Serverless Web App For Work
When I work at my federal job on a close intranet network, we often had to access information from different databases and filesystems through custom or share point websites which did not have the best user interface. It was a pain point for me and many of my colleagues. I decided to make a set of single page applications (SPAs) with nicer UX for querying the databases and file systems.
On our intranet, the files are very well organized but the websites for accessing those files are slow and cumbersome. While some of the websites are stateful, many are stateless and have a unique URL for each endpoint. Documents reside at the endpoints and the documents are what we want. There were two ways of getting the documents:
- Go to the website that provides an interface for the database/files system where the document you want is hosted, enter a unique identifier for the document into a form or enter all the fields for generating the form. The websites are very slow and have bad UX.
- Click on a link that someone else sends you.
When I discovered the patterns in the URLs, I relied on editing the URL directly to avoid having to use the website. When I told coworkers about this method, it wasn’t as sensational as I had hoped. It’s difficult for a human to construct the right URL by modifying a substring in the URL because the URLs we have are very long and full of seemingly random characters.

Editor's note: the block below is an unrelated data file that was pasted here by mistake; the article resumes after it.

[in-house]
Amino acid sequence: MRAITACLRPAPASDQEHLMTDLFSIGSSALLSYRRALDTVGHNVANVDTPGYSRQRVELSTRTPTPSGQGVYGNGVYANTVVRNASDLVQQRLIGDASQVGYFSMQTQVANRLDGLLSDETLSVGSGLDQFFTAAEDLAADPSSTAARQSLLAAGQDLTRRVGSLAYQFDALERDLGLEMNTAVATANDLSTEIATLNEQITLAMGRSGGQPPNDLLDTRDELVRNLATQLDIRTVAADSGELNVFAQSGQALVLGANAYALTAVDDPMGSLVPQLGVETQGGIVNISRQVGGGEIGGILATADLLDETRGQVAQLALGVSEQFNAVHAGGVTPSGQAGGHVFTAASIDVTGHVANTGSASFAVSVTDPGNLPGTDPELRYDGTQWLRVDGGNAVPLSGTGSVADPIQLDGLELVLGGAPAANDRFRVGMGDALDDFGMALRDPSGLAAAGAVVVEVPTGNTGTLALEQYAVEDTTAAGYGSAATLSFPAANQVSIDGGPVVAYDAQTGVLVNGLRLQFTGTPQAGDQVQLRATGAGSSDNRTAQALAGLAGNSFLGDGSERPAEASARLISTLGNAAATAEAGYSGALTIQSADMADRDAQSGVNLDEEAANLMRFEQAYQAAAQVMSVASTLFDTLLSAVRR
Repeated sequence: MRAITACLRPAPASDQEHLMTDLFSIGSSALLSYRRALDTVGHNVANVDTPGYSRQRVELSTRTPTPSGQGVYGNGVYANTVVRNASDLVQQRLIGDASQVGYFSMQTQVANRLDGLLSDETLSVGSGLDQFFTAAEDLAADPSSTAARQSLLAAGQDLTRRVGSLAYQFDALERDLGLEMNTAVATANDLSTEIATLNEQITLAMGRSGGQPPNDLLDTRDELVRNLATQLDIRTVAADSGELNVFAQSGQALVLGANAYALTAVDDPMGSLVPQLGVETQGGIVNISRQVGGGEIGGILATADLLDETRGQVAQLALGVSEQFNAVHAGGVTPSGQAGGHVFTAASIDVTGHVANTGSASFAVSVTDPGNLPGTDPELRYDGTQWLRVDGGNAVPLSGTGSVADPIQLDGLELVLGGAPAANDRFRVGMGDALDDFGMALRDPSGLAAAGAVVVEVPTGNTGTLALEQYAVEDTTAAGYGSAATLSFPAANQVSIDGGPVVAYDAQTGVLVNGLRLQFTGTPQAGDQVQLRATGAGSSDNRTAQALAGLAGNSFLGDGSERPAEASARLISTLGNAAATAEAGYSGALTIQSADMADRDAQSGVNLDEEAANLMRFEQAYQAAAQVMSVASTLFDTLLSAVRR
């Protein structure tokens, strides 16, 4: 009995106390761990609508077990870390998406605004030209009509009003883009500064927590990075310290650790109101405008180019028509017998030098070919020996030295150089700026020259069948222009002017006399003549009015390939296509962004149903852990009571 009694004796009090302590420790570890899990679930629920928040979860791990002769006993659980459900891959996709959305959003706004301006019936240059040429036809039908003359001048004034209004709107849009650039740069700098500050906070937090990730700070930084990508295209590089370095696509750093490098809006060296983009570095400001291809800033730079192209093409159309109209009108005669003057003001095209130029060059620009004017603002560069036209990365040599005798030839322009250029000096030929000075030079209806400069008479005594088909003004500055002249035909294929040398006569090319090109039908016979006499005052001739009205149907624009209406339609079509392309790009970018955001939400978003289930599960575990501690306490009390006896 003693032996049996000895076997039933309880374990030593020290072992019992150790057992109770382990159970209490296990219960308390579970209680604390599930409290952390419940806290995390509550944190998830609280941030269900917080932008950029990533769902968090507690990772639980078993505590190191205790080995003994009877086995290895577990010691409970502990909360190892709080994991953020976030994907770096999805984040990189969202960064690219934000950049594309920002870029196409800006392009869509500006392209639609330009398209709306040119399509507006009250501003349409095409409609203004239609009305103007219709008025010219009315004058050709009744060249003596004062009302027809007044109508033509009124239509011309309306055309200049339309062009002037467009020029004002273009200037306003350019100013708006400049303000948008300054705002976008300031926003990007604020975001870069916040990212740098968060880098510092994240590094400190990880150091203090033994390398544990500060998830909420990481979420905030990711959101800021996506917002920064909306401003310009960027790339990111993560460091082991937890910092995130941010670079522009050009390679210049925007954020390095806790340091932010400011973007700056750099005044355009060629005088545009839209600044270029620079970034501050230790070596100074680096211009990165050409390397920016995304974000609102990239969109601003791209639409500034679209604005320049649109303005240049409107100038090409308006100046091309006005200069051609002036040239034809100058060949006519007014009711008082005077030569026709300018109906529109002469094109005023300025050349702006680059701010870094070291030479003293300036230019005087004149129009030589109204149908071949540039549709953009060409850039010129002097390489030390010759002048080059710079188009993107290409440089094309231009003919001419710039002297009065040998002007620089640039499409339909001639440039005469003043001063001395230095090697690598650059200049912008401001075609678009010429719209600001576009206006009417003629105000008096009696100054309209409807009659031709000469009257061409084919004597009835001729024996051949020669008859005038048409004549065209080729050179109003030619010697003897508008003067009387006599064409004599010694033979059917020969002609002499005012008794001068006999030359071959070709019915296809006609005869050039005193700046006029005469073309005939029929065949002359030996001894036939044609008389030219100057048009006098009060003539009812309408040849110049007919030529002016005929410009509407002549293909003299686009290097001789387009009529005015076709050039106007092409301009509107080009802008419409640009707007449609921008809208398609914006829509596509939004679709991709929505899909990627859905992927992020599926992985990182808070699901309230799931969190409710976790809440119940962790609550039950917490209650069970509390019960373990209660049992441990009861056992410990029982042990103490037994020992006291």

That’s what gave me the idea of creating a SPA which generates a URL with a simple and user friendly form. 💡
The goal became how to provide a user friendly interface for accessing files using URLs. I decided to build some SPAs consist of forms with nice UI to help construct a URL that can be clicked to access documents from various filesystems on our intranet.
These are the constraints for the SPAs:
- Needs to run on Internet Explorer 11.
- Need to run without internet.
I used React to build the SPAs with JSXTransformer although it has been deprecated.
The repository for the SPAs are hosted here and contain more specification on the stack:
Every URL has some unchanging parts and some variable parts. The variable parts could be a single value like a unique identifier, or a collection of values delimited by commas (let’s call it a collection-based URL).
The code I imported contained some dummy url to test out so I had to manually input the unchanging parts of the urls in a data structure and for the collection-based URLS, all the possible values for a collection-based URL into another data-structure so it could be used for the dropdown menu with auto-complete capabilities.